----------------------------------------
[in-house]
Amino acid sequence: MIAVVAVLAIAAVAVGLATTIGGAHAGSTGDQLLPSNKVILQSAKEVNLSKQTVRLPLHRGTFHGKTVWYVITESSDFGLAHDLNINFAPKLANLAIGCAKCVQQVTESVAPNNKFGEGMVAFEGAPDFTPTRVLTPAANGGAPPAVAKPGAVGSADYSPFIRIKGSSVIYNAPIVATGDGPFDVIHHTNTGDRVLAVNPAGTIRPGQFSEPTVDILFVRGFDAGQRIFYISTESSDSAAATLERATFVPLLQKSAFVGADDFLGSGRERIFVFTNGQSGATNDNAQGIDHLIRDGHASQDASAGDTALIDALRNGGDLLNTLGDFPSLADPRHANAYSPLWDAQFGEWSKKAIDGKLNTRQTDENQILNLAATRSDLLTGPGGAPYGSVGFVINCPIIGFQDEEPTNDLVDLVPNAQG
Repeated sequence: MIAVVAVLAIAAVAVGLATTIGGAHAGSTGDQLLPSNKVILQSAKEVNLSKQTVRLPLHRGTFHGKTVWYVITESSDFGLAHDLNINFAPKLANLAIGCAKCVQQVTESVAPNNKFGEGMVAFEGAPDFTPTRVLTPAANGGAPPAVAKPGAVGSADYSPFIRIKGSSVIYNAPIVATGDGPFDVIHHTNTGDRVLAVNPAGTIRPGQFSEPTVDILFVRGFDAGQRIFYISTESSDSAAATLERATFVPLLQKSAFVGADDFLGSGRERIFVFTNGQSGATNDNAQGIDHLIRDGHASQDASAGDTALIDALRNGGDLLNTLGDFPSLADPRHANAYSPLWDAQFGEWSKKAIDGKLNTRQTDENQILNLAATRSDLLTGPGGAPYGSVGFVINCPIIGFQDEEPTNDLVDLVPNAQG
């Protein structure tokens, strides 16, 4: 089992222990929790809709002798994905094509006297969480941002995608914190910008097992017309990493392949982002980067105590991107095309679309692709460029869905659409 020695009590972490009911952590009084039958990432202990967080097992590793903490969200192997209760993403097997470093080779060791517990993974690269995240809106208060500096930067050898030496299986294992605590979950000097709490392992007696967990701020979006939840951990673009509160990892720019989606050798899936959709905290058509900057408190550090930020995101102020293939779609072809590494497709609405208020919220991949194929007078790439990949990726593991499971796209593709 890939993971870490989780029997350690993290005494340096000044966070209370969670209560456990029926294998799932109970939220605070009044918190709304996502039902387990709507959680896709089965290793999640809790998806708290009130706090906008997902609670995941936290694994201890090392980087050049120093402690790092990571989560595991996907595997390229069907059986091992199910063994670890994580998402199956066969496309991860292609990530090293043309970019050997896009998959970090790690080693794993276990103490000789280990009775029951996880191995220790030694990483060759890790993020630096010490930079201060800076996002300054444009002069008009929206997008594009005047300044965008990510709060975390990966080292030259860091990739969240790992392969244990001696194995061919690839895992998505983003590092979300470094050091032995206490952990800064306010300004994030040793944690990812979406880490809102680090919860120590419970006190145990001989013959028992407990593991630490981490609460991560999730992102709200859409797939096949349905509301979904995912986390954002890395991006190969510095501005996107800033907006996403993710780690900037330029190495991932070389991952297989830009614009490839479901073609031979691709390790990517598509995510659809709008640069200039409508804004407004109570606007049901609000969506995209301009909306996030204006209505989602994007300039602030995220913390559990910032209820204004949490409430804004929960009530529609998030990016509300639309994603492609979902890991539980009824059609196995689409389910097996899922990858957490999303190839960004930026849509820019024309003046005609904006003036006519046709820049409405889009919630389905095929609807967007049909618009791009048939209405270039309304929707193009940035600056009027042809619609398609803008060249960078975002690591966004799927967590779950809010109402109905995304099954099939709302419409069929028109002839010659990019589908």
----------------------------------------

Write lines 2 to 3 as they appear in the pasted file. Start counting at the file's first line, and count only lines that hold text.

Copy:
Amino acid sequence: MIAVVAVLAIAAVAVGLATTIGGAHAGSTGDQLLPSNKVILQSAKEVNLSKQTVRLPLHRGTFHGKTVWYVITESSDFGLAHDLNINFAPKLANLAIGCAKCVQQVTESVAPNNKFGEGMVAFEGAPDFTPTRVLTPAANGGAPPAVAKPGAVGSADYSPFIRIKGSSVIYNAPIVATGDGPFDVIHHTNTGDRVLAVNPAGTIRPGQFSEPTVDILFVRGFDAGQRIFYISTESSDSAAATLERATFVPLLQKSAFVGADDFLGSGRERIFVFTNGQSGATNDNAQGIDHLIRDGHASQDASAGDTALIDALRNGGDLLNTLGDFPSLADPRHANAYSPLWDAQFGEWSKKAIDGKLNTRQTDENQILNLAATRSDLLTGPGGAPYGSVGFVINCPIIGFQDEEPTNDLVDLVPNAQG
Repeated sequence: MIAVVAVLAIAAVAVGLATTIGGAHAGSTGDQLLPSNKVILQSAKEVNLSKQTVRLPLHRGTFHGKTVWYVITESSDFGLAHDLNINFAPKLANLAIGCAKCVQQVTESVAPNNKFGEGMVAFEGAPDFTPTRVLTPAANGGAPPAVAKPGAVGSADYSPFIRIKGSSVIYNAPIVATGDGPFDVIHHTNTGDRVLAVNPAGTIRPGQFSEPTVDILFVRGFDAGQRIFYISTESSDSAAATLERATFVPLLQKSAFVGADDFLGSGRERIFVFTNGQSGATNDNAQGIDHLIRDGHASQDASAGDTALIDALRNGGDLLNTLGDFPSLADPRHANAYSPLWDAQFGEWSKKAIDGKLNTRQTDENQILNLAATRSDLLTGPGGAPYGSVGFVINCPIIGFQDEEPTNDLVDLVPNAQG